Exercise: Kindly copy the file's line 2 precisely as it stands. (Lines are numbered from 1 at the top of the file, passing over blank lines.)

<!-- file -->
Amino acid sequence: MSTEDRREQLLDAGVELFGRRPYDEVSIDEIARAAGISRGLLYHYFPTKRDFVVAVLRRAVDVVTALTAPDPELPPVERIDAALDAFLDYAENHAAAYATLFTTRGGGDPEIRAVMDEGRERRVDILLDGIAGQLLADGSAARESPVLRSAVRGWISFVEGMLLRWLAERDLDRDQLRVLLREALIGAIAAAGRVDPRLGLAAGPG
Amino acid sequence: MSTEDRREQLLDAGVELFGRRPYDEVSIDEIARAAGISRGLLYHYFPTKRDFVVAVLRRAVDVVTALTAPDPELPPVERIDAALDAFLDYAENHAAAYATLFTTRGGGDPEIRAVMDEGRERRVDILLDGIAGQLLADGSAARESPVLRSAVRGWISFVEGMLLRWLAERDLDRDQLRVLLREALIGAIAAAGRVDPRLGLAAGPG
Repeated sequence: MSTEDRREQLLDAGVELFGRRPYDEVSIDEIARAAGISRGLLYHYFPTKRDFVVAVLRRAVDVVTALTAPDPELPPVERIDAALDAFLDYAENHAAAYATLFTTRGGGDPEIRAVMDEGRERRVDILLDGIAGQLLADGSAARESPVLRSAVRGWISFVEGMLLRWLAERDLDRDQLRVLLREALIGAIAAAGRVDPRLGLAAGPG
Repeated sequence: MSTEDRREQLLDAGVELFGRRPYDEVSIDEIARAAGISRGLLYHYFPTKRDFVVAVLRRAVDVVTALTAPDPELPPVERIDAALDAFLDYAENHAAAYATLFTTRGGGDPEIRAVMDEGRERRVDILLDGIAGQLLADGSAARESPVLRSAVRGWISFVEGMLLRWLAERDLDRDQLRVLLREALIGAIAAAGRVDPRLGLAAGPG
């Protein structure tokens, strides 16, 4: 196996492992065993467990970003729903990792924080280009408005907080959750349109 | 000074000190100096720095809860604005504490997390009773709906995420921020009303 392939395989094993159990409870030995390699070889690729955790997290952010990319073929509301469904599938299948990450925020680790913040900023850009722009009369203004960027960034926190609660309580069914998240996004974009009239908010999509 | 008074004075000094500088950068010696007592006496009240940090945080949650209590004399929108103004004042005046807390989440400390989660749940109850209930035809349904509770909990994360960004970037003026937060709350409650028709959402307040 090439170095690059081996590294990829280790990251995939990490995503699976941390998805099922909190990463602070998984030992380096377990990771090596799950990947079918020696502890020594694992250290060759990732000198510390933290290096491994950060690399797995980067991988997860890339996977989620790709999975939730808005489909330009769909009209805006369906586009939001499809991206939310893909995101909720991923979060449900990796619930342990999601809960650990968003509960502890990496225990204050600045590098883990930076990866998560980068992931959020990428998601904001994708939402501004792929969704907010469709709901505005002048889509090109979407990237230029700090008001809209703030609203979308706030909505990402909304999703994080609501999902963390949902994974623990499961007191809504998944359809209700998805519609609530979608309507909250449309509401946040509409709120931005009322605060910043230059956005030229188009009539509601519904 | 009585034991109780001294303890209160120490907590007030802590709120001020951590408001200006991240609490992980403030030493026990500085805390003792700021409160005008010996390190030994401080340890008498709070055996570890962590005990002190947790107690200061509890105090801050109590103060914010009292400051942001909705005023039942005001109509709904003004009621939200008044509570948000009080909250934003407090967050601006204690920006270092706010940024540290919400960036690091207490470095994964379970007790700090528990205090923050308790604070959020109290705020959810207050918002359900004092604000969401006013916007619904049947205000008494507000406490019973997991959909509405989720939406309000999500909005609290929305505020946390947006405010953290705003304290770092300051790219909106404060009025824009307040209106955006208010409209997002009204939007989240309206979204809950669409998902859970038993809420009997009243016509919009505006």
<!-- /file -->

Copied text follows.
Amino acid sequence: MSTEDRREQLLDAGVELFGRRPYDEVSIDEIARAAGISRGLLYHYFPTKRDFVVAVLRRAVDVVTALTAPDPELPPVERIDAALDAFLDYAENHAAAYATLFTTRGGGDPEIRAVMDEGRERRVDILLDGIAGQLLADGSAARESPVLRSAVRGWISFVEGMLLRWLAERDLDRDQLRVLLREALIGAIAAAGRVDPRLGLAAGPG